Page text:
Tuesday, January 29, 2013

Discography: Chezidek

We've come a very, very long way from the days when Chezidek was probably best known as that singer with the strange voice. While that delivery hasn't changed much and is still to be regarded as one of the most unique in modern Reggae history, he's spent much of the last decade+ giving fans something far more interesting to talk about than his one of a kind tones: Great music. Chezidek's career is interesting, in part, because much like his predecessors of the legendary Philip 'Fatis’ Burrell and Xterminator, he's always managed to remain very active. It is in this prevailing activity that he's also maintained a very frequent album release schedule and while it may not impress when compared to that of a few of his musical siblings, most notably Sizzla Kalonji, Turbulence and Luciano, to have had eight albums in about ten and a half years is still very impressive and very active. It also denotes a significant level of popularity and reverence, particularly when you consider that only the first two were Xterminator productions. Today we take a look at the catalog of, perhaps quietly, one of Reggae music's most consistent and impressive and definitely unique lights in recent times. Discography: Chezidek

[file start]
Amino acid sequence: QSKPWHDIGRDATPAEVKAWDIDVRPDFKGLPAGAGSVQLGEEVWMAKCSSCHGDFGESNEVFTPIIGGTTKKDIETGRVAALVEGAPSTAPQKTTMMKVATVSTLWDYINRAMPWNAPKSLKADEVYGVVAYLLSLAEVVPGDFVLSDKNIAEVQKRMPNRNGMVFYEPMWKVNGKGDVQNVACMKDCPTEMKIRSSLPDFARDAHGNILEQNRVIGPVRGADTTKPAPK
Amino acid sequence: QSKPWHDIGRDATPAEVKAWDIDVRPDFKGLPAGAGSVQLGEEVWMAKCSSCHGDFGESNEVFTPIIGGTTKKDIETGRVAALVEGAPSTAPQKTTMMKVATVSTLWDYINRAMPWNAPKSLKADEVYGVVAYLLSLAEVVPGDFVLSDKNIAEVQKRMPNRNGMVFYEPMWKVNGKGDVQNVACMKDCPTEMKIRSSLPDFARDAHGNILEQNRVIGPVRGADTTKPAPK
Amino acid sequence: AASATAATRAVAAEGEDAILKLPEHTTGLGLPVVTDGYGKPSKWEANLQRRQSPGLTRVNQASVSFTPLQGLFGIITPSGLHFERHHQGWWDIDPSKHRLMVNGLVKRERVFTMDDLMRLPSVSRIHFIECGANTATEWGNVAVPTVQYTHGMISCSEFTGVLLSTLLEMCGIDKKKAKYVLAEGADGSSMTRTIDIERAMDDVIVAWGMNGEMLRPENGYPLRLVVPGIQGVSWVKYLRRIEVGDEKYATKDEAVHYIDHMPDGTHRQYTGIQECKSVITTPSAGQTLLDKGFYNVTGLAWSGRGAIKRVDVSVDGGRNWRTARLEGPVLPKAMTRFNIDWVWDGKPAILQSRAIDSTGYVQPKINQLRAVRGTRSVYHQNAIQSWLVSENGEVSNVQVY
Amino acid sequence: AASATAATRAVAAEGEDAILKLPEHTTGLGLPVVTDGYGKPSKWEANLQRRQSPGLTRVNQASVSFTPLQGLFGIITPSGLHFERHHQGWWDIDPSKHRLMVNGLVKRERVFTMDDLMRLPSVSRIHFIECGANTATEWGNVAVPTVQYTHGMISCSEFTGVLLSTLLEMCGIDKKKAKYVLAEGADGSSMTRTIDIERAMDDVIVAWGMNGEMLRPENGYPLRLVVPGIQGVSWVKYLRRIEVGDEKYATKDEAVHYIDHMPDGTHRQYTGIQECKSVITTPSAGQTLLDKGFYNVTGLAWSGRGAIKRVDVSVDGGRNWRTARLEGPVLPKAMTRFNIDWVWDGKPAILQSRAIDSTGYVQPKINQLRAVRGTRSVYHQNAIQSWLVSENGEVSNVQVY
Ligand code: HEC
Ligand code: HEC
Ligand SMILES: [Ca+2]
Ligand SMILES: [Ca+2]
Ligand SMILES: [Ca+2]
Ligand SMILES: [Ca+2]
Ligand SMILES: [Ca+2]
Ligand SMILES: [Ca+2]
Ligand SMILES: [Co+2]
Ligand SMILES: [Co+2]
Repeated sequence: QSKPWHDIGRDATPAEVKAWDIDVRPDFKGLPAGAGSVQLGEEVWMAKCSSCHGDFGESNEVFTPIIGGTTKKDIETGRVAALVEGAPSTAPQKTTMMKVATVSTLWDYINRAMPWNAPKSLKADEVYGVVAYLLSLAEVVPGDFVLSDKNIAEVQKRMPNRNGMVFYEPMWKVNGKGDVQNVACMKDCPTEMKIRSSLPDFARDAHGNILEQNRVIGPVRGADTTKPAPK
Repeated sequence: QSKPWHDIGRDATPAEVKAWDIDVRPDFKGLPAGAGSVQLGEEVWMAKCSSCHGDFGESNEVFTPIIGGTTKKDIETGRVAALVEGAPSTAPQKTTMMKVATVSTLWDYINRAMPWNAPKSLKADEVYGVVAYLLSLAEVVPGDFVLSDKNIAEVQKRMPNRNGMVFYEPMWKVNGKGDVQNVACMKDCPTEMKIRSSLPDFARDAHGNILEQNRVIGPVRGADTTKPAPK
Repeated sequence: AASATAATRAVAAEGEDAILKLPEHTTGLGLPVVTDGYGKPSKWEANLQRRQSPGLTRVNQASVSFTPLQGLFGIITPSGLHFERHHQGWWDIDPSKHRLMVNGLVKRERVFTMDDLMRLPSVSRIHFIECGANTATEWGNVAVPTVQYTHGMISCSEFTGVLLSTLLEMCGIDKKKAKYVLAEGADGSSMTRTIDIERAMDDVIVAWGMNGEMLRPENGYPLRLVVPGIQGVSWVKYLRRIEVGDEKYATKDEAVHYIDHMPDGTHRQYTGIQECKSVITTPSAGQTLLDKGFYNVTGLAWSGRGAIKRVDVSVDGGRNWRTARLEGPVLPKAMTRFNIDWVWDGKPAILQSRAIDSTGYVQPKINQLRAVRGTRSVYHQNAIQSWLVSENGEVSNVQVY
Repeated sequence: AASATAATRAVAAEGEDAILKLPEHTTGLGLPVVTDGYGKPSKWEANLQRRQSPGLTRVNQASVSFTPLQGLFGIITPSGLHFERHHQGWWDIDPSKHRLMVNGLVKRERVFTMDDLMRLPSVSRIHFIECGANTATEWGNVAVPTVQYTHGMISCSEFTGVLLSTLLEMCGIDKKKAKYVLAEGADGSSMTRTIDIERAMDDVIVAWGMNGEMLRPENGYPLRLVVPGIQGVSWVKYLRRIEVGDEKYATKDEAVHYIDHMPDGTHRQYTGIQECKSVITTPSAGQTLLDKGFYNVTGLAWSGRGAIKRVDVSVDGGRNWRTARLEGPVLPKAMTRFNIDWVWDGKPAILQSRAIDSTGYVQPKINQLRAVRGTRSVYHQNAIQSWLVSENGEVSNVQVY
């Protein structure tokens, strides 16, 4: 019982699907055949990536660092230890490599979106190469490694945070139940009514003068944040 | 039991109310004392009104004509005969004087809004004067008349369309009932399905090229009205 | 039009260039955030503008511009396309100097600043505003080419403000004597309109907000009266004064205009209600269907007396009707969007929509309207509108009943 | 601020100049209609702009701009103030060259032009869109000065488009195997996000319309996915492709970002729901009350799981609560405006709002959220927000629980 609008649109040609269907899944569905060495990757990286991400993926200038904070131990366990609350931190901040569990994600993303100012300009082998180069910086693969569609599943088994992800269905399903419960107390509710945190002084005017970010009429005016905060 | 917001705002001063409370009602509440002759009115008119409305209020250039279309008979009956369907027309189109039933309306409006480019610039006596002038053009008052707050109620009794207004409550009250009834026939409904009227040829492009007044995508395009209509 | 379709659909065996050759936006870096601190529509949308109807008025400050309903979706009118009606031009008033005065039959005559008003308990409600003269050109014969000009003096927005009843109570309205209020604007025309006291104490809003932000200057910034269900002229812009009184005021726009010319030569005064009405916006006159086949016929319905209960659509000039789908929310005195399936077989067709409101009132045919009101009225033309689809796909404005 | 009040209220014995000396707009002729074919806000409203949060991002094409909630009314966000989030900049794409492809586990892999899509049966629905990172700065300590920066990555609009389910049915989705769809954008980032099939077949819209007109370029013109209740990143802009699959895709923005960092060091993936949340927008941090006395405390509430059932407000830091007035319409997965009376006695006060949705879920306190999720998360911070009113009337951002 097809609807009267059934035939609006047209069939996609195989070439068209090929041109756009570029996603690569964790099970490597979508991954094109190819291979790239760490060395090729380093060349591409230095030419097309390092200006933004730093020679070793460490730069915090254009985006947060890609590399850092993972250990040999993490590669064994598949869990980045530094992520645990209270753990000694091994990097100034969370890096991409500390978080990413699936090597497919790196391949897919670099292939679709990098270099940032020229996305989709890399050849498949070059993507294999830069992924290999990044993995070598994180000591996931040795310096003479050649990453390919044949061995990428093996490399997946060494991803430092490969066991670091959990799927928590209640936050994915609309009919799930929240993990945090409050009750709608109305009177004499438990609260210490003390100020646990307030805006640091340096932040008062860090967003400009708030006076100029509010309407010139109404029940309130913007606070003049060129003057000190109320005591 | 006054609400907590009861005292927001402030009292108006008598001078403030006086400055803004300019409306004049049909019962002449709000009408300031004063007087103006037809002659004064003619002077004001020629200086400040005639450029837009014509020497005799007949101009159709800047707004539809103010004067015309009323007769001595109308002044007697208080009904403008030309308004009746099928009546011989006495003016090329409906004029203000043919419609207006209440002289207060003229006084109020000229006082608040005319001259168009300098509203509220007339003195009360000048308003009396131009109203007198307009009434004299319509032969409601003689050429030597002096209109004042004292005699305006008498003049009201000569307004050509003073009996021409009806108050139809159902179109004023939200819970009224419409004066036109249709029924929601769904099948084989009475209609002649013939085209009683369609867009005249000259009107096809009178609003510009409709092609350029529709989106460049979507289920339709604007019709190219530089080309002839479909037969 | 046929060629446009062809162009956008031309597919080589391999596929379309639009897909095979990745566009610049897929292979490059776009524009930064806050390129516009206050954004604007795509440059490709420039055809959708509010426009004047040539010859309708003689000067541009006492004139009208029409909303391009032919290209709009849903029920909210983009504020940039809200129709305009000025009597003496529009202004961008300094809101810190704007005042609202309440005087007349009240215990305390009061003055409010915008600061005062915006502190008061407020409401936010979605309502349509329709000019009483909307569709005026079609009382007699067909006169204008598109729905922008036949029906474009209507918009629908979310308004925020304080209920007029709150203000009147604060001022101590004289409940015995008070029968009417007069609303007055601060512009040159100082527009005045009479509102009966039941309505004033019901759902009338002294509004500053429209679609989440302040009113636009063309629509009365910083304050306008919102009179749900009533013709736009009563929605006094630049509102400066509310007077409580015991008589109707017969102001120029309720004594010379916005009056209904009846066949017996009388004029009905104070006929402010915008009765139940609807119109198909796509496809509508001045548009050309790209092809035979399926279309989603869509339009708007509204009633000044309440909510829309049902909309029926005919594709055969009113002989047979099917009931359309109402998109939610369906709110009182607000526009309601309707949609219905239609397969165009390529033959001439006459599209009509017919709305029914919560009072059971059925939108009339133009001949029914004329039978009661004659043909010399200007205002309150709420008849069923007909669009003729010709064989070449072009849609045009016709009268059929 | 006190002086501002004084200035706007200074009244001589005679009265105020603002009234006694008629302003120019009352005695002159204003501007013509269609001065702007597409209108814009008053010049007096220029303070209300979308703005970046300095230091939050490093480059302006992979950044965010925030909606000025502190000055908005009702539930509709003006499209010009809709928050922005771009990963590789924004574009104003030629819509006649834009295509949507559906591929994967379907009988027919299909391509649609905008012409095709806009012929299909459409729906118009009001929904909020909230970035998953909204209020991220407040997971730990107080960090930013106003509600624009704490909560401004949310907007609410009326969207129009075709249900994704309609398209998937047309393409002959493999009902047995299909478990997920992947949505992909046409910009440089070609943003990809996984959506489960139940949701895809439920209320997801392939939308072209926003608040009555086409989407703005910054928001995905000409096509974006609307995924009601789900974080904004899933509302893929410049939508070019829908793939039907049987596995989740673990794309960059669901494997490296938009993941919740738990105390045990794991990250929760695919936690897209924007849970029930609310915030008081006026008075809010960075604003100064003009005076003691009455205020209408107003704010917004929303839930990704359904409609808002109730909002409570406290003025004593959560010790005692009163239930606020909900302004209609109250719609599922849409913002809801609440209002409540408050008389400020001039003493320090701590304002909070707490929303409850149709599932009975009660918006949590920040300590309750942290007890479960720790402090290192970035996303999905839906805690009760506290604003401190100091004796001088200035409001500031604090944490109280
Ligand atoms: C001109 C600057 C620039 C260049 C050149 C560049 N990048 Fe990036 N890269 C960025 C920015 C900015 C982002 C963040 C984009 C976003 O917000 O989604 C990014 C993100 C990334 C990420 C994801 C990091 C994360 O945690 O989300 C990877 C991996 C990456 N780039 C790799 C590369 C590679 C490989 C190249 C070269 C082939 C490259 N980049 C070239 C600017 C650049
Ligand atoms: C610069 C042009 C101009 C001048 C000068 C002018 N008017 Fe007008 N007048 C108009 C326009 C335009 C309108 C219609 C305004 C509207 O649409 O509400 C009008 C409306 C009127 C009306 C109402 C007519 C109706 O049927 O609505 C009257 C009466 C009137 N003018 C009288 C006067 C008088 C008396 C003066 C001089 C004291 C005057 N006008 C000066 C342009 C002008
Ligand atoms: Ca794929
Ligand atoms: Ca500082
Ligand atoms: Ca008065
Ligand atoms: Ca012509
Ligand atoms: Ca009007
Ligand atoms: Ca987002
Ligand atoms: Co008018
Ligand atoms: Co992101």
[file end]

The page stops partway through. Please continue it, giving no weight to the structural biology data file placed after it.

The music of Chezidek
"Harvest Time" [VP Records - 2002]

Let I in. Chezidek's Xterminator helmed debut album, "Harvest Time", and the music of which It was comprised, definitely was a large vehicle in bringing to the forefront a coming talent who was very much knocking down the proverbial door to some level of stardom. And while I wouldn't actually call it a 'classic' in the general way in which I normally use that term (it was only eleven tracks and much of the first half was significantly better than the second), I still really like this album and it does contain tunes which are now bonafide masterpieces in my mind. Songs like the title track [BOOM!], 'Let I In', 'Heart Full Of Love' and 'I Shall Not Be Moved' were absolutely gorgeous and have not at all diminished in quality in the more than a decade since their release. It's also very interesting that, at least in my opinion, with respect to a truly fantastic creation to come at #5 on this list, "Harvest Time" remains one of the two best albums Chezidek has ever done. 
"Rising Sun" [VP Records - 2005]